Monday, June 8, 2009
A summary from the IARDC web page of a case decided by the Illinois Review Board:
The Administrator charged Norton with misconduct in connection with her representation of a defendant in a first degree murder case. The Administrator alleged that Norton communicated with another defendant in the case who was represented by a lawyer without obtaining the other lawyer’s consent; suppressed evidence that she had a legal obligation to reveal or produce; engaged in conduct involving dishonesty, fraud, deceit or misrepresentation; withdrew from employment without delivering all papers and property to which her client was entitled; engaged in conduct that is prejudicial to the administration of justice; and engaged in conduct which tends to defeat the administration of justice or to bring the courts or the legal profession into disrepute. Norton admitted some of the allegations, denied others, and denied all allegations of misconduct.
The Hearing Board found that the Administrator proved that Norton spoke with and took a sworn statement from another defendant in the murder case without obtaining his lawyer’s consent; failed to turn over the sworn statement to her client after Norton’s representation of him ended; acted dishonestly when she told her client that she had no evidence in the case that he could not get from the State’s Attorney; and engaged in conduct that tended to bring the legal profession into disrepute.
The Hearing Board found that the Administrator did not prove that Norton acted dishonestly by writing on the jail visitor’s record that she was visiting her client when she actually was visiting another defendant for the purpose of taking his statement; suppressed evidence from opposing counsel or the court; and engaged in conduct that prejudiced the administration of justice. The Hearing Board recommended that Norton’s license be suspended for forty-five days.
On review, the Administrator argued that he proved that Norton acted dishonestly by writing the wrong name on the jail visitor’s record and that her conduct prejudiced the administration of justice. The Administrator further asserted that Norton’s license should be suspended for six months.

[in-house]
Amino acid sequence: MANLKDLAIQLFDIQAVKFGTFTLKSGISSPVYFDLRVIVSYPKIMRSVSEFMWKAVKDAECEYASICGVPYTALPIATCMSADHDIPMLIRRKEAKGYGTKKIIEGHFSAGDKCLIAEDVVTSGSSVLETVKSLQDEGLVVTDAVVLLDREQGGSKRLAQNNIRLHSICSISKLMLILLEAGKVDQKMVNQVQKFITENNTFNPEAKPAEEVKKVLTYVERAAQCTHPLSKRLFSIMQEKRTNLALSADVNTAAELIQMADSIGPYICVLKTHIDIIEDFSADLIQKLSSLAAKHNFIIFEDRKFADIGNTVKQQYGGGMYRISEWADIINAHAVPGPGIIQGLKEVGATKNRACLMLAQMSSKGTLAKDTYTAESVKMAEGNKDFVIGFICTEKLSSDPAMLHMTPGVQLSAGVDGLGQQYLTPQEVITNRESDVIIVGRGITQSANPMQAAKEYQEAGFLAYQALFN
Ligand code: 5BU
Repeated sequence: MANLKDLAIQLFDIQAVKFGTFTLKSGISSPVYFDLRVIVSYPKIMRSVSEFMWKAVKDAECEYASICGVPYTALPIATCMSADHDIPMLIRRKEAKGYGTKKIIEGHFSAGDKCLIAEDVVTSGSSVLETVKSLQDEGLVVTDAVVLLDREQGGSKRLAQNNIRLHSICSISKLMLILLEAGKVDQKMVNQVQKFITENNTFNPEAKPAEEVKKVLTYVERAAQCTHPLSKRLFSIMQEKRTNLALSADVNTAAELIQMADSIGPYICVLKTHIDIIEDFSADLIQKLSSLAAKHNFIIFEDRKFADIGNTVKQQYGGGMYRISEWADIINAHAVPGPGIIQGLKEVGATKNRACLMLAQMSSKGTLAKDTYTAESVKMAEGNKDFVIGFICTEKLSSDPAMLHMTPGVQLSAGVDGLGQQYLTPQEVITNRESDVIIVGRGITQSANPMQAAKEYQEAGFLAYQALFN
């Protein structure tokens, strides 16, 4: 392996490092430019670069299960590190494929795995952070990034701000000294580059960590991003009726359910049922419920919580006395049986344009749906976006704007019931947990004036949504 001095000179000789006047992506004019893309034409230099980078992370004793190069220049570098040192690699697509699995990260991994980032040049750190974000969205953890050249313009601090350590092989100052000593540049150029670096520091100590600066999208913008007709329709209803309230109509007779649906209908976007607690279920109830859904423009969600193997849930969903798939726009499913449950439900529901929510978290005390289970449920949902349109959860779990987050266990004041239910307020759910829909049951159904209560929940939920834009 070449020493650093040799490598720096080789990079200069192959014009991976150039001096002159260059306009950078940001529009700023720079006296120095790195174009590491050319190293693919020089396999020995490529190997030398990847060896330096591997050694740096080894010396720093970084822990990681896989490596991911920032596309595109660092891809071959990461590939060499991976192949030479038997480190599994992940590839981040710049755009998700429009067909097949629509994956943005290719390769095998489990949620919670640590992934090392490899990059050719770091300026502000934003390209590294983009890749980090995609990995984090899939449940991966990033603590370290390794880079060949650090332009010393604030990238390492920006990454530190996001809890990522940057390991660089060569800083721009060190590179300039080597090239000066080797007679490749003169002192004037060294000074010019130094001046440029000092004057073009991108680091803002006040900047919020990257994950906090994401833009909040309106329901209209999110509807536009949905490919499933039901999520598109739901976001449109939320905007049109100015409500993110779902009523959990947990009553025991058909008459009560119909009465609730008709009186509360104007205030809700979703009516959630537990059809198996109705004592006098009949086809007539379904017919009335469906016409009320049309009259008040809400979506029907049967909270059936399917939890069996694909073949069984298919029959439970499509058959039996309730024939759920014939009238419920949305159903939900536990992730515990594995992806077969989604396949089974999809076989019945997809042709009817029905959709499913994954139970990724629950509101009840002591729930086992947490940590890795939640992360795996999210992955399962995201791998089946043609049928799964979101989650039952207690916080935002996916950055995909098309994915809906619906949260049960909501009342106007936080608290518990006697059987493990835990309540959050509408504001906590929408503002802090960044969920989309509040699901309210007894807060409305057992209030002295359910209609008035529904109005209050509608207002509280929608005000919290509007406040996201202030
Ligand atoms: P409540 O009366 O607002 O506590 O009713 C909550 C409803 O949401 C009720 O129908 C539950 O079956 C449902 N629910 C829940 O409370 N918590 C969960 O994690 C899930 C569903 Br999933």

The Review Board reversed the challenged findings of no misconduct. It determined that the Administrator proved that Norton acted dishonestly when she wrote the wrong name on the jail visitor’s record and that her conduct prejudiced the administration of justice. The Review Board affirmed the Hearing Board’s remaining findings of fact and misconduct. It concluded that a ninety-day suspension was warranted.
The Review Board found the Hearing Board's proposed sanction to be unduly harsh:
We conclude that a six-month suspension would be punitive and is not warranted under the circumstances of this case. This is especially true in light of the Respondent’s substantial mitigating evidence. Numerous character witnesses, including attorneys who were involved in the Mixon case as well as a circuit court judge, testified that the Respondent has an excellent reputation for honesty and integrity. In addition, she performs a significant amount of pro bono work each year and is active in her community.
The Respondent also recognized that it was wrong for her to talk to Bell without his attorney’s consent, and she testified that she was sorry if her conduct prejudiced the administration of justice or brought the legal profession into disrepute. The Respondent has no prior discipline in over fifteen years of practice. The evidence presented to the Hearing Board suggests that the Respondent’s misconduct resulted from an isolated error in judgment in an otherwise capable legal career. Accordingly, after considering all of the relevant circumstances and case law, we recommend that the Respondent’s license to practice law be suspended for ninety (90) days.
The Review Board's recommendation is linked here. (Mike Frisch)